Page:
Smart Shopping: Healthy Products Made Sustainably*


Do you know what’s in the products you purchase and wear? If you said “no”, you’re not alone. In this day and age, it’s easy to assume that the things we purchase won’t cause harm. However, there are dozens of surprisingly common products that contain hazardous additives, chemicals, and cancer causing carcinogens. As forward-thinking manufacturers introduce sustainable and organic alternatives, consumers can choose from thousands of food, clothing, and cleaning products that have been made with our health and environment in mind.

As health concerns and increasing cancer rates affect our lifestyles, millions of consumers are taking note and making the switch to healthier, more sustainable, and ethically manufactured products. To encourage others to make the change, we will be discussing the hazardous additives found within everyday products that can affect both personal and environmental health.


Common Carcinogens

Talcum Powder

Made from the mineral talc, is found in dozens of cosmetic applications, from eyeliners and deodorants, to baby and body powders. Manufacturers of talc based products like globally recognized Johnson & Johnson, are currently battling nearly 5,500 lawsuits claiming talc products increase the risk of ovarian cancer.

Phthalates & Parabens

A group of chemicals used within industrial dyes, textiles, leathers, and even cosmetic products. Used as a preservative, overtime individual chemicals within the phthalate group begin to break down; affecting developmental growth among young children and infants, excessive levels can cause serious harm to the endocrine system. Parabens are used within cosmetics, shampoos, moisturizers, and shaving creams. Similar to phthalates, when it breaks down and gets absorbed by skin, it causes hormonal imbalances and neurological damage.


According to the CDC, dimethylformamide, a common additive within acrylic fabrics, can cause long-term liver damage after direct exposure and contact with skin. This is well known by manufacturers, as they must wear personal protective equipment while handling their clothing products. Unlike organic textile production, conventional fabrics are treated with caustic chemicals and dyes that can remain within the product, even after washing.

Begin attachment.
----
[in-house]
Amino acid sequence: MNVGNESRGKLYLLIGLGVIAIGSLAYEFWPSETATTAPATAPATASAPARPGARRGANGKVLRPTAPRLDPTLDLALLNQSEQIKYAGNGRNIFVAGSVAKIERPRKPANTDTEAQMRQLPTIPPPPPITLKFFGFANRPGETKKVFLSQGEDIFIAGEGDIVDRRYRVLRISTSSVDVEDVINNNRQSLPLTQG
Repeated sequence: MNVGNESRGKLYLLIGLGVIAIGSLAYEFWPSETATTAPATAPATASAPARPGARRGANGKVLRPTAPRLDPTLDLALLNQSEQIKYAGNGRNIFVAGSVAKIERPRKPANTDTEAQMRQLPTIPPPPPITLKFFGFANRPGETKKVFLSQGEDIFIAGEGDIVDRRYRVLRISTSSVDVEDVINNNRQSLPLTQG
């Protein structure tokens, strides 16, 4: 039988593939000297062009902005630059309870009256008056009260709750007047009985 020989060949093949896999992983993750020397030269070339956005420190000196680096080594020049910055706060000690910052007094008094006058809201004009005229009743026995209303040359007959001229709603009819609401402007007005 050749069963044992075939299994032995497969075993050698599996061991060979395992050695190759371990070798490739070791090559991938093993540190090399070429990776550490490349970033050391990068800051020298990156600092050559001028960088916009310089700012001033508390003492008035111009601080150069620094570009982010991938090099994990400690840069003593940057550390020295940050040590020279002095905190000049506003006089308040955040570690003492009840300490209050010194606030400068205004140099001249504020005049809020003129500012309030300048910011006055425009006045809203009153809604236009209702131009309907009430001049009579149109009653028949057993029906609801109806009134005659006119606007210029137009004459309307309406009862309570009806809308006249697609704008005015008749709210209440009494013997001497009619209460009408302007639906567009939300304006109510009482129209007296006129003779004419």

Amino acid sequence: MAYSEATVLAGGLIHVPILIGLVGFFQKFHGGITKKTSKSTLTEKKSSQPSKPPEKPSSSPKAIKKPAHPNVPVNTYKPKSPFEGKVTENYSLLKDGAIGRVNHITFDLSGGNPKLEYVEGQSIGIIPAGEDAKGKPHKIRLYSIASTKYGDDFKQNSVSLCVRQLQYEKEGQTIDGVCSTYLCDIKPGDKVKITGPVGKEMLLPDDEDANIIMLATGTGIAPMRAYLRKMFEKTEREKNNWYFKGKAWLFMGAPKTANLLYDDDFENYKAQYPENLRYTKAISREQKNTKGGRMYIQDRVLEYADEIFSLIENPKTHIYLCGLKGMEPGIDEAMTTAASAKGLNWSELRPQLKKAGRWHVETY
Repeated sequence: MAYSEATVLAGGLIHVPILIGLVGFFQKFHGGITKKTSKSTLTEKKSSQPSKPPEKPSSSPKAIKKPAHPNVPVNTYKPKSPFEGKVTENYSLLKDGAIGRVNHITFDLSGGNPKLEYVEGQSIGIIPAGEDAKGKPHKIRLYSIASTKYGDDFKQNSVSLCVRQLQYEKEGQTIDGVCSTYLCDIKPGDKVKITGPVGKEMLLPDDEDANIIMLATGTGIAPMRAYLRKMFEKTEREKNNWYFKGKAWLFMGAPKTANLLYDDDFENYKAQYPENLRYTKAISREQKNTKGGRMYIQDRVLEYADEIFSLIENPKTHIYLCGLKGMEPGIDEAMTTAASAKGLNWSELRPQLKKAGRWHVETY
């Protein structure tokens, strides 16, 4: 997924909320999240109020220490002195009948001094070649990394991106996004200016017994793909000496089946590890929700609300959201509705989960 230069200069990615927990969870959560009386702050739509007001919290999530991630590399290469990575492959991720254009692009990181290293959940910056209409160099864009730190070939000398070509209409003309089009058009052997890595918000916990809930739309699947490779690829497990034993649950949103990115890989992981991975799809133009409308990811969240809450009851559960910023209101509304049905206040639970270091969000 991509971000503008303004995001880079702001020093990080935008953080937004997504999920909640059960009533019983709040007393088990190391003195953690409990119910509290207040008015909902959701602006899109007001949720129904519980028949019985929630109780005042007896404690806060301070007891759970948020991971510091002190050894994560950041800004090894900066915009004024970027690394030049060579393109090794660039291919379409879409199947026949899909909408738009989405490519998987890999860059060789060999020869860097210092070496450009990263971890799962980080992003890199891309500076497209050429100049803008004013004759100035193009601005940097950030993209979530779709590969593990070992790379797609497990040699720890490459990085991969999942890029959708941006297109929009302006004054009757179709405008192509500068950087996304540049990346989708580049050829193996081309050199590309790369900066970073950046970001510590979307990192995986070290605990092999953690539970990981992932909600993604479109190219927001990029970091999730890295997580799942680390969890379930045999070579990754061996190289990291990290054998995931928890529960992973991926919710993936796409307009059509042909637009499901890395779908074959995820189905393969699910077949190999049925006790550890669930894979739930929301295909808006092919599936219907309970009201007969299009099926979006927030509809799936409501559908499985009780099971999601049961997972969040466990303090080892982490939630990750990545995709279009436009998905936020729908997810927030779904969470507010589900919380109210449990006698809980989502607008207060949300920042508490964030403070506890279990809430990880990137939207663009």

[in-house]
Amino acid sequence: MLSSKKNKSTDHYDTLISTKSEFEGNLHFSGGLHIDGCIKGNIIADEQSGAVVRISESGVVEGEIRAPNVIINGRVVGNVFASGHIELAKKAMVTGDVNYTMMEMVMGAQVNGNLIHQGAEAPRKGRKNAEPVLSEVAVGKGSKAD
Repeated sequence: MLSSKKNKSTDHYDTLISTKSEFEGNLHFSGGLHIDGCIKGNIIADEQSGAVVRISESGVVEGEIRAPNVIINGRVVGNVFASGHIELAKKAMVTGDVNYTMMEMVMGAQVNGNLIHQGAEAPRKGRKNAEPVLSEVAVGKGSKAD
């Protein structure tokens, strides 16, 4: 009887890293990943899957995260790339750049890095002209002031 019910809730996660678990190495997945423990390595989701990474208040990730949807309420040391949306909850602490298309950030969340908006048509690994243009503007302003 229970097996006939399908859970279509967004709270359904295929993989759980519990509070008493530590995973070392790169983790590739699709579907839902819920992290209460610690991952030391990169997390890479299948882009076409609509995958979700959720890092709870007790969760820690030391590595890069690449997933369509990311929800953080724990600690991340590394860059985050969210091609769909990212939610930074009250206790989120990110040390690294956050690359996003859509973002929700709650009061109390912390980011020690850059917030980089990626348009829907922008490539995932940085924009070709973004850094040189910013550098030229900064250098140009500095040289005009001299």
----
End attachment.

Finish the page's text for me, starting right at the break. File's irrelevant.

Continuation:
Healthy Alternatives


What we put on our body is just as important as what we put in it. Substances that affect your overall health and wellbeing don’t simply work themselves through your system by traveling to the gut alone. What we place on our skin plays a major role in how we take care of our bodies. That’s why it is important to use products that care about your skin just as much as you do. Brands like Aveda believe in connecting beauty, environment, and well-being through their products leaving you feeling good about yourself and your skin.

Cleaning Products

Implementing green cleaning products within your household won’t only benefit you personally, but the environment as well. Using sustainable cleaning products on your floors, countertops and windows is not only safer and more cost effective but will also help generate better air quality, making for a healthier surrounding.

Infant Products

There is no question that we want the best for our children, especially when it comes to their health. By incorporating sustainable products in their everyday lives at an early age can have a positive impact throughout their life. Companies like The Honest Company make it their mission to provide amazing products without harming people or the planet which in return makes for a happy consumer.

Cotton Products

Using organic cotton in clothing production is nothing but a benefit to all involved parties. Not only does is require the use of 95% less water than conventional cotton, it also is bereft of any harmful chemicals, bleaches, or dyes that can be found in other materials. Ladies, don’t forget about your hygiene products, those also contain cotton, and unless otherwise noted as organic, they could contain chemicals. The same goes for clothing. For example, progressive companies in the UK like Beaumont Organic, People Tree, and Pact Apparel  in the United States, use organic cotton in their clothing to ensure a high quality and environmentally conscious product.


This has been a guest post by Meghan Stirpe, a representative of PACT, an organic cotton and fairtrade clothing brand creating soft and comfortable basics for men, women and children.